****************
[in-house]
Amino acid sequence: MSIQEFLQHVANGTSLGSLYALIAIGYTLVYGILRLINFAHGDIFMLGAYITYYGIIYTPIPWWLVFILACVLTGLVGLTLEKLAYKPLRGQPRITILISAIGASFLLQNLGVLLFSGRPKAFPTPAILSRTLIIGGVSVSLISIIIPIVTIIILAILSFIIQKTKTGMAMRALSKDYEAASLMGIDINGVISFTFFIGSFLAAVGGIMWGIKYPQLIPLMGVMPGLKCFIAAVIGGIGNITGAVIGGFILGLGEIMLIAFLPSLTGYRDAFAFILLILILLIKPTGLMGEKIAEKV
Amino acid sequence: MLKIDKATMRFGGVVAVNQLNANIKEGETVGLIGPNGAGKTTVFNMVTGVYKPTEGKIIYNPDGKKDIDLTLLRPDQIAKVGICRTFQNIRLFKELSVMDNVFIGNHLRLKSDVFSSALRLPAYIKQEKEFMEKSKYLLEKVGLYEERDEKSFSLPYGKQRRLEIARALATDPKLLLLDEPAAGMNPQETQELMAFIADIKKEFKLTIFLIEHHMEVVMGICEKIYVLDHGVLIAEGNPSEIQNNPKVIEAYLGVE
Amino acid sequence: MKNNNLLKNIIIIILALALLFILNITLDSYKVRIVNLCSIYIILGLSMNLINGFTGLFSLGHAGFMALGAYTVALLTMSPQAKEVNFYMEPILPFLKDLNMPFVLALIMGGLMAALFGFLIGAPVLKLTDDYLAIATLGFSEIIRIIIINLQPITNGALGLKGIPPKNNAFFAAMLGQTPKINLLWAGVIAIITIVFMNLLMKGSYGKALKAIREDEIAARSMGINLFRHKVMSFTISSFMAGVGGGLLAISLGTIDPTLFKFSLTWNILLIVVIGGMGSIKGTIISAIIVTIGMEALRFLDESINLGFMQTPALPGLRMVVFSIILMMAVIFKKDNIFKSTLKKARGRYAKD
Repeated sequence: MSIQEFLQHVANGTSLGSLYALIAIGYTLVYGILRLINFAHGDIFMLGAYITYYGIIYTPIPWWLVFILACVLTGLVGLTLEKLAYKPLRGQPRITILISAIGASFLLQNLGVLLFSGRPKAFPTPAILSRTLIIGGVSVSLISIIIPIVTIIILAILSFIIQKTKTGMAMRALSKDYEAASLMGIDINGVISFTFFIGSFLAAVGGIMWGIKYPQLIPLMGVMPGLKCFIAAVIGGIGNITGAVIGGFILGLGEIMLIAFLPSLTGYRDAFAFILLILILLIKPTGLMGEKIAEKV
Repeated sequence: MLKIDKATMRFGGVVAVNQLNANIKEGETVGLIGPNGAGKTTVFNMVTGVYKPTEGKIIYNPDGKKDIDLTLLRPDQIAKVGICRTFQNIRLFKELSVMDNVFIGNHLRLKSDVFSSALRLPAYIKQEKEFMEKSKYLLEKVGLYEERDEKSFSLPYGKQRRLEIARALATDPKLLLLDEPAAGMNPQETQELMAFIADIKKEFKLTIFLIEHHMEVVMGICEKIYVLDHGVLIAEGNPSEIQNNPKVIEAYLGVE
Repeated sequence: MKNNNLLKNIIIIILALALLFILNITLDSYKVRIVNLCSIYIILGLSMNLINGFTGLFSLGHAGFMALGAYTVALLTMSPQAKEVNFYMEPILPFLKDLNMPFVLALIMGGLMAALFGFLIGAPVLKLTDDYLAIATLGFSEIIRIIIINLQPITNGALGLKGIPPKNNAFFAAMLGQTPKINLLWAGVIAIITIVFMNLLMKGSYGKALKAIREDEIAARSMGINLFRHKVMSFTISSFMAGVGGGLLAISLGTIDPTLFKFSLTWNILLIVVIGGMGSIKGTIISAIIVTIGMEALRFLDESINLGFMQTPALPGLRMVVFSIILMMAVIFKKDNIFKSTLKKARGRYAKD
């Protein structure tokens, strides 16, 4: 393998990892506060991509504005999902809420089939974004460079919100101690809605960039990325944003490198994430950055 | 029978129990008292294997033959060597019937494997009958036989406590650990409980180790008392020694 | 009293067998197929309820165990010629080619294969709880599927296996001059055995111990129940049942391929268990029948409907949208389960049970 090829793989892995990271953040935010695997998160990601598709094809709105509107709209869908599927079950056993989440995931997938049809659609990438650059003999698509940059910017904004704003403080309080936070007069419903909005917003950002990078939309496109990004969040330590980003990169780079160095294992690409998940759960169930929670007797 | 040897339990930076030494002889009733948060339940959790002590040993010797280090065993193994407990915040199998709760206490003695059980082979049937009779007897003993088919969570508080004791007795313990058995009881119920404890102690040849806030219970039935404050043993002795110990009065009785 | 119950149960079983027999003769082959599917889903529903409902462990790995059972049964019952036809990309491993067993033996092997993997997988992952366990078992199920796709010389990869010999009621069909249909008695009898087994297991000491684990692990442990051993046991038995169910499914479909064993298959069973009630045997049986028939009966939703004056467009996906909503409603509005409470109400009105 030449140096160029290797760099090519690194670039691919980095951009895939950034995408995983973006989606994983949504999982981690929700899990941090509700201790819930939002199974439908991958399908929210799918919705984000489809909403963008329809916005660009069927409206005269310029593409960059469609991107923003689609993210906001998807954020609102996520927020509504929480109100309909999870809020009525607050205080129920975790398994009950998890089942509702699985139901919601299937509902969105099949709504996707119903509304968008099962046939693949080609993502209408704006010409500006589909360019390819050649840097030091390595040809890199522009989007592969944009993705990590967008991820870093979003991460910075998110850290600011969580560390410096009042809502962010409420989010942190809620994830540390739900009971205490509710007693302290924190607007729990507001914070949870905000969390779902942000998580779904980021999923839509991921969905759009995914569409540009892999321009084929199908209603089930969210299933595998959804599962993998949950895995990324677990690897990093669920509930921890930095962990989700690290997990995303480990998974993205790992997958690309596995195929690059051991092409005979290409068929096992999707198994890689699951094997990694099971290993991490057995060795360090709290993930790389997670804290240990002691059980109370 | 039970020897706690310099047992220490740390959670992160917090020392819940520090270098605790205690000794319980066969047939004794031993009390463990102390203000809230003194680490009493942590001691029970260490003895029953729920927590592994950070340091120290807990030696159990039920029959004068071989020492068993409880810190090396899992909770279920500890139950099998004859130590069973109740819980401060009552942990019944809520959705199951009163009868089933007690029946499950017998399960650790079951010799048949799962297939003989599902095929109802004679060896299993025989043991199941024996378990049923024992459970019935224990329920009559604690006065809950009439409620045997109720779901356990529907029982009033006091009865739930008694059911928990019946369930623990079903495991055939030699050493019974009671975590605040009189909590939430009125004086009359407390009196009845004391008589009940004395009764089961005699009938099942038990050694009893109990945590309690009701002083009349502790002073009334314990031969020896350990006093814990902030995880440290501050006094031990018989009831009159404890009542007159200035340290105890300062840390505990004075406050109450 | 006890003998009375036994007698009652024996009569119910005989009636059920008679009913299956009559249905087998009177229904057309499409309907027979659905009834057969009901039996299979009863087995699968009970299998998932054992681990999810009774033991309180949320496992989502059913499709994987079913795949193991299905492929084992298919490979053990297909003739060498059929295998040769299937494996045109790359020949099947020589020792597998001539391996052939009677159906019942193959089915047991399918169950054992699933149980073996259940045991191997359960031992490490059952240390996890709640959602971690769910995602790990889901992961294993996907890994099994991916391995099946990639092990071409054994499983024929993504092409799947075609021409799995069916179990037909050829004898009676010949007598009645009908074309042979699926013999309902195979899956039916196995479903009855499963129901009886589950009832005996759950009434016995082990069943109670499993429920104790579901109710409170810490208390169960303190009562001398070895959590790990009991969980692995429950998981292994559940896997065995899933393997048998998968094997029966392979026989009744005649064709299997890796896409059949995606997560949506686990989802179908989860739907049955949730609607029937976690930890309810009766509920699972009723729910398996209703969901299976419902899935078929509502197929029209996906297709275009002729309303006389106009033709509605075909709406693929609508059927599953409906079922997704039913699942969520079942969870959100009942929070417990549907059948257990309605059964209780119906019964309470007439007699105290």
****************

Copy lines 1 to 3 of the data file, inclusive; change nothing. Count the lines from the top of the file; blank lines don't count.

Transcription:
[in-house]
Amino acid sequence: MSIQEFLQHVANGTSLGSLYALIAIGYTLVYGILRLINFAHGDIFMLGAYITYYGIIYTPIPWWLVFILACVLTGLVGLTLEKLAYKPLRGQPRITILISAIGASFLLQNLGVLLFSGRPKAFPTPAILSRTLIIGGVSVSLISIIIPIVTIIILAILSFIIQKTKTGMAMRALSKDYEAASLMGIDINGVISFTFFIGSFLAAVGGIMWGIKYPQLIPLMGVMPGLKCFIAAVIGGIGNITGAVIGGFILGLGEIMLIAFLPSLTGYRDAFAFILLILILLIKPTGLMGEKIAEKV
Amino acid sequence: MLKIDKATMRFGGVVAVNQLNANIKEGETVGLIGPNGAGKTTVFNMVTGVYKPTEGKIIYNPDGKKDIDLTLLRPDQIAKVGICRTFQNIRLFKELSVMDNVFIGNHLRLKSDVFSSALRLPAYIKQEKEFMEKSKYLLEKVGLYEERDEKSFSLPYGKQRRLEIARALATDPKLLLLDEPAAGMNPQETQELMAFIADIKKEFKLTIFLIEHHMEVVMGICEKIYVLDHGVLIAEGNPSEIQNNPKVIEAYLGVE